A sixth tower, Granite Butte, southeast of Lincoln, is currently rented out to the public. However, Stansberry said, if fire conditions become bad enough, Forest Service leaders are considering putting it back into service with a lookout.
Stansberry said, beyond the reports lookouts provide, they also have symbolic value.
“It is an interrelated partnership between the community and the Forest Service for that community protection,” he said. “To have somebody stationed sitting above a community, watching out for it, is a powerful symbol.”
At Stonewall, Brinegar himself provides some of that community outreach. He regularly meets with visitors who make their way up to the peak.
“I actually interact with more people up here than I do down in town,” he said.
Brinegar typically spends five days on the mountain, then one day off – but he has spent up to 14 days in a row working when severe fire conditions have called for it. When he’s not actively checking for fires, he’s also working on maintaining the tower itself – refinishing the outer deck and caulking the windows to keep them from rattling.
However, not all the time is taken up with work. Brinegar said, in his off hours, he hikes around the area, reads and does sudoku puzzles. The tower has electrical service, unlike some of the more remote lookouts. Brinegar’s typical breakfast is a sausage and egg burrito, and he has a TV and videogame system in a lower room.
“I have a very lush fire tower,” he said. “I can’t complain.”
Brinegar also has a camera, and frequently posts photos to Instagram.
This year, for the first time, Brinegar is not staying at the tower entirely alone. He brought along his dog Stella, a Great Pyrenees mix who has been accompanying him on hikes.
“I don’t know if I’ll be getting bored here with Stella,” he said. “She’s adventurous, and I like that, because she gets me out of here.”
The isolated location comes with other benefits. Wildlife is all around. A herd of more than a dozen mountain goats is a regular visitor to the tower. Brinegar says he also regularly finds shed antlers.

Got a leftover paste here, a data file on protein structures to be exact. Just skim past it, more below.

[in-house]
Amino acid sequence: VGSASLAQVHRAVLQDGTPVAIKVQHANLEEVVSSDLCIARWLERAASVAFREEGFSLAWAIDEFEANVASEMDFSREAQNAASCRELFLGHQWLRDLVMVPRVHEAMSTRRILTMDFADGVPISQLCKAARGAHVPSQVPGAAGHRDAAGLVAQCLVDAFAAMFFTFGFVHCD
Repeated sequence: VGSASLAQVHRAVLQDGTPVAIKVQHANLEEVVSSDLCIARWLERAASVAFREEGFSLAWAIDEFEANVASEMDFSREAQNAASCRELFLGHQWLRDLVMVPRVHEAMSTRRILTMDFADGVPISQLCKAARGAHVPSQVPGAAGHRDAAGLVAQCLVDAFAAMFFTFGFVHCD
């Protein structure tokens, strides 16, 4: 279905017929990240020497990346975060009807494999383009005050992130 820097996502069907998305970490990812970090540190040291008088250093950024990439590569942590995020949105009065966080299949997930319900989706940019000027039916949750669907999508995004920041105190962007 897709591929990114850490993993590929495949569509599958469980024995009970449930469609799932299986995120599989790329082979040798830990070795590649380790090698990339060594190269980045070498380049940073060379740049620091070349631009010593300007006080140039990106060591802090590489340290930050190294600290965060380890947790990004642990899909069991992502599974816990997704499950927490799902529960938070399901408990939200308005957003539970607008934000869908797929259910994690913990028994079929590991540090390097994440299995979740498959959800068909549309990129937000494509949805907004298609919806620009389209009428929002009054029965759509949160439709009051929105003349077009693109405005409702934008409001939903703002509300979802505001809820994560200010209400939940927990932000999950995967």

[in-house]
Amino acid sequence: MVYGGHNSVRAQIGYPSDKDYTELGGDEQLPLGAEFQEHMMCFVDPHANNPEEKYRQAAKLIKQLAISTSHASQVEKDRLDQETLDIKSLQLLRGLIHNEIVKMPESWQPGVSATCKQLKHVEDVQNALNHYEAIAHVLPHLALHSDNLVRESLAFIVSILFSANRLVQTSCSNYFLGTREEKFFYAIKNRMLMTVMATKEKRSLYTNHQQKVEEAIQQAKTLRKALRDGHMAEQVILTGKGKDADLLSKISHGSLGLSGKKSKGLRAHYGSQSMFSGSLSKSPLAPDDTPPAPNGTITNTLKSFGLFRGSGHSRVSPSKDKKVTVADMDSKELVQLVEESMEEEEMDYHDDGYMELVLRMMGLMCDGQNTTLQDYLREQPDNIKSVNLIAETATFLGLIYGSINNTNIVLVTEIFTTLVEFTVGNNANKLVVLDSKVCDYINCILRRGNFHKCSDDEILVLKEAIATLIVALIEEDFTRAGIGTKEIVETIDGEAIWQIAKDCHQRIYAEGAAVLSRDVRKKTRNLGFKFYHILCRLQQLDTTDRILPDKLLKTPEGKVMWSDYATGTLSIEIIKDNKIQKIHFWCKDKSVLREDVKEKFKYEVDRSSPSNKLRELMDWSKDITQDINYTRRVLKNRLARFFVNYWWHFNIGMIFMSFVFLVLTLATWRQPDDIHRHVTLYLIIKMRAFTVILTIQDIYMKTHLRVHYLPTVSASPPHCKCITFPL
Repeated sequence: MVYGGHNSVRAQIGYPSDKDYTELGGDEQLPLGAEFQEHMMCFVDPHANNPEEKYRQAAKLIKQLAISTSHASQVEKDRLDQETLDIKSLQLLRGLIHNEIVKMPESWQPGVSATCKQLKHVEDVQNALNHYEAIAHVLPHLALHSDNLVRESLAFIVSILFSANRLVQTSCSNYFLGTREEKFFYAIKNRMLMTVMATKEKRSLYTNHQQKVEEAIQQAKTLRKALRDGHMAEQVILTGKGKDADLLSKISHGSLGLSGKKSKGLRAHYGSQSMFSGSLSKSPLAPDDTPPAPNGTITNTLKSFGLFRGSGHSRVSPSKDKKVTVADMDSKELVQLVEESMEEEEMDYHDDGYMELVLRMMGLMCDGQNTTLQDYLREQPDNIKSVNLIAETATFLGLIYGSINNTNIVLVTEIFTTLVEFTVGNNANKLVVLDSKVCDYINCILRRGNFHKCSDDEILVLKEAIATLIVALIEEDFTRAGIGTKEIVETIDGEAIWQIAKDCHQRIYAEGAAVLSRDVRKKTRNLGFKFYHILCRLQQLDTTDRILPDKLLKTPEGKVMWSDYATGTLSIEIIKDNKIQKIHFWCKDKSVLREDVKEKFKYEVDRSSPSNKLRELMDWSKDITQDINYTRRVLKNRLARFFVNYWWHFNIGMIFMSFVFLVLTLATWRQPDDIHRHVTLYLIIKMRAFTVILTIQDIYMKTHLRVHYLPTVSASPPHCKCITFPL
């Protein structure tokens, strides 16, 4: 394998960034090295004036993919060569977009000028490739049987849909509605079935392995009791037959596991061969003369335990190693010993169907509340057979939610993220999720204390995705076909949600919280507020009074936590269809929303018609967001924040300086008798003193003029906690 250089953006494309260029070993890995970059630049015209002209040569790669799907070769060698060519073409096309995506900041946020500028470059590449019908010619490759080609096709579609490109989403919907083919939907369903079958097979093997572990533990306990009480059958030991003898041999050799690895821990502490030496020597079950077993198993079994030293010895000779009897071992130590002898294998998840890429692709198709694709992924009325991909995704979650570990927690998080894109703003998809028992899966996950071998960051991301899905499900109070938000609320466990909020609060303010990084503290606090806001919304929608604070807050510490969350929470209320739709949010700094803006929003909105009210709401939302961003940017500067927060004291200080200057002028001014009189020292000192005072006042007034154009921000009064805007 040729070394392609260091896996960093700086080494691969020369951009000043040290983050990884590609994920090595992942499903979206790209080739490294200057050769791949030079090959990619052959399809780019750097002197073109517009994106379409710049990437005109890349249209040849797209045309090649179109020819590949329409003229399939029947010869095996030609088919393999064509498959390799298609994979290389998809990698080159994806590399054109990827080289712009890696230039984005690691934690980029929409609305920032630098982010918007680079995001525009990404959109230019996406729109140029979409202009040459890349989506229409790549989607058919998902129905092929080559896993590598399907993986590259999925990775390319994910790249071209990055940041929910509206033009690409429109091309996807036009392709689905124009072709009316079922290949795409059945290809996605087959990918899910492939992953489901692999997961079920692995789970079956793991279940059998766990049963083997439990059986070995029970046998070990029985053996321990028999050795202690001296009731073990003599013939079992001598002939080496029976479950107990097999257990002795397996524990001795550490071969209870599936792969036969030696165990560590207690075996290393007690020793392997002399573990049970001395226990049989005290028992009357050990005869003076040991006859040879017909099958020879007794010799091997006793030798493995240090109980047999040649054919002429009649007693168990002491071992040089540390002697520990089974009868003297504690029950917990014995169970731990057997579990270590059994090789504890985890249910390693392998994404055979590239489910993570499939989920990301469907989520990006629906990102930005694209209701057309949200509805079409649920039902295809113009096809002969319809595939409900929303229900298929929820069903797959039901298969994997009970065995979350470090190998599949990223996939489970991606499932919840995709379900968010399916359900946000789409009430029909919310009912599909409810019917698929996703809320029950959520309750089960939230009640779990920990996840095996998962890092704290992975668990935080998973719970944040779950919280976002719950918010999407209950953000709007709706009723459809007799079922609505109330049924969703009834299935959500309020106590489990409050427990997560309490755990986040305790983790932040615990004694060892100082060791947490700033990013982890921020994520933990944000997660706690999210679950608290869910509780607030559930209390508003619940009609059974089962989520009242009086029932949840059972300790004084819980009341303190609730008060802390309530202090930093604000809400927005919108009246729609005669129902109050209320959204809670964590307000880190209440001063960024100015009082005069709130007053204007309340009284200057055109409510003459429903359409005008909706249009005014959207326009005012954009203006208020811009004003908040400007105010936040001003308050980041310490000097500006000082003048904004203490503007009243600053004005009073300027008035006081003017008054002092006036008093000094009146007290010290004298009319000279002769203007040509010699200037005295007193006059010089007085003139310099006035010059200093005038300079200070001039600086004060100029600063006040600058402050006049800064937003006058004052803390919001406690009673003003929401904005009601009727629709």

“I’ve seen wolverines up here, I’ve seen bucks up here, on the drive up here I’ve seen moose, elk, black bears and a fox,” he said.
Brinegar says he’s never seen a bear at the tower, but the door is modified to discourage them: It has dozens of large screws embedded in it, pointing outward.
The weather is also dramatic. Brinegar said the tower can experience 90-mile-an-hour winds and large lightning storms. The lookout actually has a “lightning chair,” a stool with insulated feet to protect against electricity.
“It looks like strobe lights up here, because you’re, like, in the lightning clouds,” he said. “It’s amazing. And the wind gets extremely strong. You can see the water in your water bottle just swaying back and forth because the tower’s shaking so much. But after every single storm, everything is real calm, birds are flying around, there’s rainbows – and the clouds sink down in the valley so all you see is clouds, and you’re above the clouds, it’s amazing. After that, you’ve got to start looking for fires.”
Brinegar says not everyone is cut out for the lookout job, but it’s something he doesn’t want to see disappear.
“You find peace within yourself when you’re up here,” he said. “With everything going on right now, this is the best place to be.”
He said he’s going to keep doing his part to make sure the tradition continues.
“People envy that I have this job,” “I don’t think I’ll ever give it up.”